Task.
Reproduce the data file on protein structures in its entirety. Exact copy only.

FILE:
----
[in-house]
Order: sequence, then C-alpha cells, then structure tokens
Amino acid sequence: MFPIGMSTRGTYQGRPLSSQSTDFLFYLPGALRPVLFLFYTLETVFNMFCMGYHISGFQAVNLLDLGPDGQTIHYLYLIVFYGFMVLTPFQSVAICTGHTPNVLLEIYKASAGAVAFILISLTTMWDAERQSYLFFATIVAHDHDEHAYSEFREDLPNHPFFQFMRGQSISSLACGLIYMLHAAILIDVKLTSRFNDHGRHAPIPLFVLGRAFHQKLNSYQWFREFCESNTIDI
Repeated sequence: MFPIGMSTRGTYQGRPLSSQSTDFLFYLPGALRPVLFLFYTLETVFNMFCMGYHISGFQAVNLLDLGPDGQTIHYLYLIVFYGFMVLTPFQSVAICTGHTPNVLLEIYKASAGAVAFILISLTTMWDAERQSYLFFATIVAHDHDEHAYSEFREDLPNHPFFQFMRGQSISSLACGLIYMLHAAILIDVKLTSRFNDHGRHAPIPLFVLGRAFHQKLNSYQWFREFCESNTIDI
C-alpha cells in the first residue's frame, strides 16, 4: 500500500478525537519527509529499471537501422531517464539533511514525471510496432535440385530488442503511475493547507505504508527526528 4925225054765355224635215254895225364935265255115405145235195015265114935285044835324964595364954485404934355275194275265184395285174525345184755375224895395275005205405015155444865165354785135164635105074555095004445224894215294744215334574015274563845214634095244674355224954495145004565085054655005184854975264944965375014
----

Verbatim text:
[in-house]
Order: sequence, then C-alpha cells, then structure tokens
Amino acid sequence: MFPIGMSTRGTYQGRPLSSQSTDFLFYLPGALRPVLFLFYTLETVFNMFCMGYHISGFQAVNLLDLGPDGQTIHYLYLIVFYGFMVLTPFQSVAICTGHTPNVLLEIYKASAGAVAFILISLTTMWDAERQSYLFFATIVAHDHDEHAYSEFREDLPNHPFFQFMRGQSISSLACGLIYMLHAAILIDVKLTSRFNDHGRHAPIPLFVLGRAFHQKLNSYQWFREFCESNTIDI
Repeated sequence: MFPIGMSTRGTYQGRPLSSQSTDFLFYLPGALRPVLFLFYTLETVFNMFCMGYHISGFQAVNLLDLGPDGQTIHYLYLIVFYGFMVLTPFQSVAICTGHTPNVLLEIYKASAGAVAFILISLTTMWDAERQSYLFFATIVAHDHDEHAYSEFREDLPNHPFFQFMRGQSISSLACGLIYMLHAAILIDVKLTSRFNDHGRHAPIPLFVLGRAFHQKLNSYQWFREFCESNTIDI
C-alpha cells in the first residue's frame, strides 16, 4: 500500500478525537519527509529499471537501422531517464539533511514525471510496432535440385530488442503511475493547507505504508527526528 4925225054765355224635215254895225364935265255115405145235195015265114935285044835324964595364954485404934355275194275265184395285174525345184755375224895395275005205405015155444865165354785135164635105074555095004445224894215294744215334574015274563845214634095244674355224954495145004565085054655005184854975264944965375014